UK Should Have Final Say over European Court's Decisions: Justice Secretary

© Fotolia / PixelblissEuropean Court of Human Rights should be an advisory body and its rulings should not be final in the United Kingdom, the country's Secretary of State for Justice Chris Grayling wrote for Conservative Home.
European Court of Human Rights should be an advisory body and its rulings should not be final in the United Kingdom, the country's Secretary of State for Justice Chris Grayling wrote for Conservative Home. - Sputnik International
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European Court of Human Rights should be an advisory body and its rulings should not be final in the United Kingdom, the country's Secretary of State for Justice Chris Grayling wrote for Conservative Home on Friday.

MOSCOW, October 3 (RIA Novosti) - European Court of Human Rights should be an advisory body and its rulings should not be final in the United Kingdom, the country's Secretary of State for Justice Chris Grayling wrote for Conservative Home on Friday.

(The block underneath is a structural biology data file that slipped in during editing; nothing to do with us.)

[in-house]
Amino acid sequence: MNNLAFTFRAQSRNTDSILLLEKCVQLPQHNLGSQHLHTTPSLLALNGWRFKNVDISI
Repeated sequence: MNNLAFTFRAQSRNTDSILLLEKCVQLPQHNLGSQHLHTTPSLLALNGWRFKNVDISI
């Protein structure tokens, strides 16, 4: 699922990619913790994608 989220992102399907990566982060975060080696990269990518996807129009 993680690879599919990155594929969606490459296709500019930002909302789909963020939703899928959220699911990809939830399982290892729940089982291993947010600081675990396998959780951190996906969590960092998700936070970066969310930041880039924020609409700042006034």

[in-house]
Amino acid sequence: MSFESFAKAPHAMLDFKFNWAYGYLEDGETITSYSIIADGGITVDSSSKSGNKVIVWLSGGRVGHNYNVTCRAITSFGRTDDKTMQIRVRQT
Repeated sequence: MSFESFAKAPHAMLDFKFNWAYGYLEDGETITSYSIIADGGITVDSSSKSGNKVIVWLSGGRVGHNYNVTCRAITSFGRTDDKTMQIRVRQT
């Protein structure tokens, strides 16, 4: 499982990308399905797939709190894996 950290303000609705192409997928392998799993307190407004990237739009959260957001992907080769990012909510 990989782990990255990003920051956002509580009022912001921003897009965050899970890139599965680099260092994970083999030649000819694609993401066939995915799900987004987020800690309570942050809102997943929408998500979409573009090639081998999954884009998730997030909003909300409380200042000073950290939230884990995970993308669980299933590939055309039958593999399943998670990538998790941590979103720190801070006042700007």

"We have all watched frustrated as Labour’s Human Rights Act and rulings by the European Court of Human Rights in Strasbourg encroached on more and more areas of our lives, and supported the rights of the few over the rights of the many. And we have wanted change," Grayling stated.

The secretary of state for justice believes that the rulings of the European Court should have no juridical superiority over UK courts rulings. "Our Supreme Court will always have the final say on human rights cases, and our Parliament will always have the final say on our human rights laws."

According to Grayling, the conservatives-planned British Bill of Rights and Responsibilities could undermine the role of the European Court of Human Rights in the law system of the country.

"Our Bill will break its formal link to UK Courts, so they no longer need to take account of its decisions. That will leave the European Court of Human Rights as only an advisory body in the UK – able to make recommendations to us and no more".

It was reported earlier in September, that the Conservative Party was working on the bill that would abolish the right to appeal to the European Court of Human Rights against the decisions made by UK courts.

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